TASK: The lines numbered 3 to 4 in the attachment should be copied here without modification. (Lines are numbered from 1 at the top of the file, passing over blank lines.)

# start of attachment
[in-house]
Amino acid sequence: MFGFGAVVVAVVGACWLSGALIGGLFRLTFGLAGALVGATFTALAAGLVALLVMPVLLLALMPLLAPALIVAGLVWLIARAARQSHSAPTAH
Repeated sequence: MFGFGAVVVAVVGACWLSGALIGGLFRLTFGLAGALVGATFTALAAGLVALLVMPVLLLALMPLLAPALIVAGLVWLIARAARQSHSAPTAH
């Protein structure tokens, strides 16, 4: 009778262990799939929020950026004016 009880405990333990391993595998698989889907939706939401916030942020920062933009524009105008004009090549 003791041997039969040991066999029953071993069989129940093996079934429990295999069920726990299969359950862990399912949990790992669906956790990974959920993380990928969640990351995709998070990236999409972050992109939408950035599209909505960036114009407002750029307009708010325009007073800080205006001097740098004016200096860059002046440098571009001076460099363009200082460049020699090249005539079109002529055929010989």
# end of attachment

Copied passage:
Repeated sequence: MFGFGAVVVAVVGACWLSGALIGGLFRLTFGLAGALVGATFTALAAGLVALLVMPVLLLALMPLLAPALIVAGLVWLIARAARQSHSAPTAH
């Protein structure tokens, strides 16, 4: 009778262990799939929020950026004016 009880405990333990391993595998698989889907939706939401916030942020920062933009524009105008004009090549 003791041997039969040991066999029953071993069989129940093996079934429990295999069920726990299969359950862990399912949990790992669906956790990974959920993380990928969640990351995709998070990236999409972050992109939408950035599209909505960036114009407002750029307009708010325009007073800080205006001097740098004016200096860059002046440098571009001076460099363009200082460049020699090249005539079109002529055929010989």